WWE Network Hidden Gems Review: Super Early ECW VHS Releases Plus a 1992 TV Pilot

July 19, 2019 by Jon Potter

Last week, the WWE Network’s Hidden Gems category offered up a pair of dark matches featuring ECW legends. Frankly, they were solid yet wholely unremarkable additions for the week, leaving many lukewarm at best. But with the WWE Network uploading a dozen ECW supershows last Monday, WWE had an opportunity at a second bite of the extreme cherry. Needless to say, they hit it out of the park this time! Let’s take a look:

 

Best of ECW 1992 Volume 1

Name: The Best of ECW 1992 Volume 1

Date: Various (07/14/1992 given by WWE)

Location: Original Sports Bar, Philadelphia, PA

 

Matches Included

“Ironman” Tommy Cairo vs. Damien Stone (07/14/1992)

“Wildman” Sal Bellomo vs. “The Anvil” Jim Neidhart (06/23/1992)

ECW Tag Team Championship Tournament Finals: The Super Destroyers vs. Nightbreed (Glen Osbourne and Max Thrasher) (06/23/1992)

ECW Heavyweight Championship: “Superfly” Jimmy Snuka vs. Johnny Hotbody (c) (07/14/1992)

 

Thoughts: According to what little information I can find (and there is very little out there on 1992 ECW), this pair of VHS releases are pretty high up there on the rarity scale and were among the first home video products that the fledgling Eastern Championship Wrestling ever produced. Of course, the fact that this tape has most likely been locked away in a vault (or warehouse) for the last 27 years means that the audio is just a little wobbly. The visual side of things holds up well enough (though it’s far from ‘good’) for something that wouldn’t have the faintest hope of being legitimately upscaled for better quality.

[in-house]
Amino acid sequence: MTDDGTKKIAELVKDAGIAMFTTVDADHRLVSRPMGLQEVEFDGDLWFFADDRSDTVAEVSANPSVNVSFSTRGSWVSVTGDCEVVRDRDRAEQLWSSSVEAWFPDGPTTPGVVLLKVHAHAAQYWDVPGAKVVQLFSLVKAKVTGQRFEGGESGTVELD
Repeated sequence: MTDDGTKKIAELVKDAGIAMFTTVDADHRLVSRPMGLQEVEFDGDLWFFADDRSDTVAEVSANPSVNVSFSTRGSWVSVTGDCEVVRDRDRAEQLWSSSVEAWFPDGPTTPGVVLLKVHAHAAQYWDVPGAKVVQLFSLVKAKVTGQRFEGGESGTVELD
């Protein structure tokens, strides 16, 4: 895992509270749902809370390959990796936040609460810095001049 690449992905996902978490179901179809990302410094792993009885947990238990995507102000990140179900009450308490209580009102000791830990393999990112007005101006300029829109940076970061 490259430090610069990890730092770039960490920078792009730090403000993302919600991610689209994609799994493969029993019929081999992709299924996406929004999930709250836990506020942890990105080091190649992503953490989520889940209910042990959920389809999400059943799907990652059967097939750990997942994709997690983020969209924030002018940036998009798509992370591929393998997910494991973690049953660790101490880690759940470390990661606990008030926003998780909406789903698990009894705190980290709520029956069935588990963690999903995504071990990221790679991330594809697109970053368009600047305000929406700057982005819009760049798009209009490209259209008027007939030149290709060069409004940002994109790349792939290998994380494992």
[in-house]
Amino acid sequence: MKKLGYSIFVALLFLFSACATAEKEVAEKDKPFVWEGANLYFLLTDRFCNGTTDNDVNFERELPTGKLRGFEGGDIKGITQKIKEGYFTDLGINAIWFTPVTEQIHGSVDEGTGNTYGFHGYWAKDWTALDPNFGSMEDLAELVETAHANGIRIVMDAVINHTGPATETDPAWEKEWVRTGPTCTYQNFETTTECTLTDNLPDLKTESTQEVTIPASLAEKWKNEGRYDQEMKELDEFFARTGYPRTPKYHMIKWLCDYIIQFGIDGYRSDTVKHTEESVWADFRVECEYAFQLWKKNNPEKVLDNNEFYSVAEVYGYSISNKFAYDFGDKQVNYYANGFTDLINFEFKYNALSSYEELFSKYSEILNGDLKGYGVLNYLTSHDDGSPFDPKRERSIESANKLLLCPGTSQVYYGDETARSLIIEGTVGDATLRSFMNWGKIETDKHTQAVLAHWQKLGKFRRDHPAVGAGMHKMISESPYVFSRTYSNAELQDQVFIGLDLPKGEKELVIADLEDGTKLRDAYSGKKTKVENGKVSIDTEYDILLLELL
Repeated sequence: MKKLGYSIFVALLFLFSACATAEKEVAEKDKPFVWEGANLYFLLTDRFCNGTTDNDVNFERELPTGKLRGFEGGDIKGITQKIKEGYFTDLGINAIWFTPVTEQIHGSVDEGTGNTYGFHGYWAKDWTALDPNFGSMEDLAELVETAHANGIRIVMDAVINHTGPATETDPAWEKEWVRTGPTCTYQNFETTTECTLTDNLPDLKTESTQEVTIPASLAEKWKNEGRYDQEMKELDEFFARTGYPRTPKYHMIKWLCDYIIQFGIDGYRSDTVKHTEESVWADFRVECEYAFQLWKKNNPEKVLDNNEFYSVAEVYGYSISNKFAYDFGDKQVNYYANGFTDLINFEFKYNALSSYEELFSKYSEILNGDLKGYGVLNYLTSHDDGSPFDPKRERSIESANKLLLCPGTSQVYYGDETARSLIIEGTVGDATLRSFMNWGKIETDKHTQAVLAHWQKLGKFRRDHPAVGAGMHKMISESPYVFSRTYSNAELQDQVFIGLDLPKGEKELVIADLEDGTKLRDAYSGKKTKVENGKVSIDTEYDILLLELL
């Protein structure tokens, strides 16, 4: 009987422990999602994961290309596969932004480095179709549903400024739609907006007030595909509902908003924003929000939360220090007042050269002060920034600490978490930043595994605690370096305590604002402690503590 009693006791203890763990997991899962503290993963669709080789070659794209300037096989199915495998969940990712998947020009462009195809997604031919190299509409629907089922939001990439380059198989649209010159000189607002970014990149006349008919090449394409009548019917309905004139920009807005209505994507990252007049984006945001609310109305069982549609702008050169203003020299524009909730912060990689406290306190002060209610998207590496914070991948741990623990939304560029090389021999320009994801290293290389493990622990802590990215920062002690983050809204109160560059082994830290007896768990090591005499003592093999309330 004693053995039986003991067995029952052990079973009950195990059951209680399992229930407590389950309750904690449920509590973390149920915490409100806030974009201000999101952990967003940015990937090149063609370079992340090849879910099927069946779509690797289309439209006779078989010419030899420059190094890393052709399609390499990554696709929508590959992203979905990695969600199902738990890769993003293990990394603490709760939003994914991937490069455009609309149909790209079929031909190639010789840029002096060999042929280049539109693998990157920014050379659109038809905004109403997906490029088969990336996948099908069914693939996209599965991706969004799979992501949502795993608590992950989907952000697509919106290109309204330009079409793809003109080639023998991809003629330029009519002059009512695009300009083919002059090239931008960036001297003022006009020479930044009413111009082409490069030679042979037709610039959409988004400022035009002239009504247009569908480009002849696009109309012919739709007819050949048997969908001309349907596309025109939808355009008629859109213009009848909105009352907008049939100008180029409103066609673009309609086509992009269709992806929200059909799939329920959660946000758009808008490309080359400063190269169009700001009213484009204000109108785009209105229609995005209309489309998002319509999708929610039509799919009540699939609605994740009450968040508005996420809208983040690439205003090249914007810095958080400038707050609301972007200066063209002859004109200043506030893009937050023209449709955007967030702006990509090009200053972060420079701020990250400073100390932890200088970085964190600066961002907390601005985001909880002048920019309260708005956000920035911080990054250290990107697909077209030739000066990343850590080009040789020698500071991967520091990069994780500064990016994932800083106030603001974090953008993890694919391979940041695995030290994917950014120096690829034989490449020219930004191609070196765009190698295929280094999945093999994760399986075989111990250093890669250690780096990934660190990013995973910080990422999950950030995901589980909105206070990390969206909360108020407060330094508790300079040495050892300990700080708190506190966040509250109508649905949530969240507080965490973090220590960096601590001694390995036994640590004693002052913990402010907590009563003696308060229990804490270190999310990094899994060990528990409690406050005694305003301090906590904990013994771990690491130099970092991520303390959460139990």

The Cairo/Stone match was a solid start to proceedings that kept up a fairly quick pace throughout. The highlight for me would have been Cairo slamming Stone on the floor outside (almost like the faintest hint of things to come) but due to there being only one camera, we only hear the impact and don’t see any of it. Still, Tommy finished with an interesting powerbomb variation in an announced 5:20, so it wasn’t all bad. Things kind of fall apart during a post-match brawl though as the cameraman does a terrible job of following the action and films more of the crowd instead. C- grade due to setting some solid groundwork for what we’ll see going forward and not majorly screwing anything up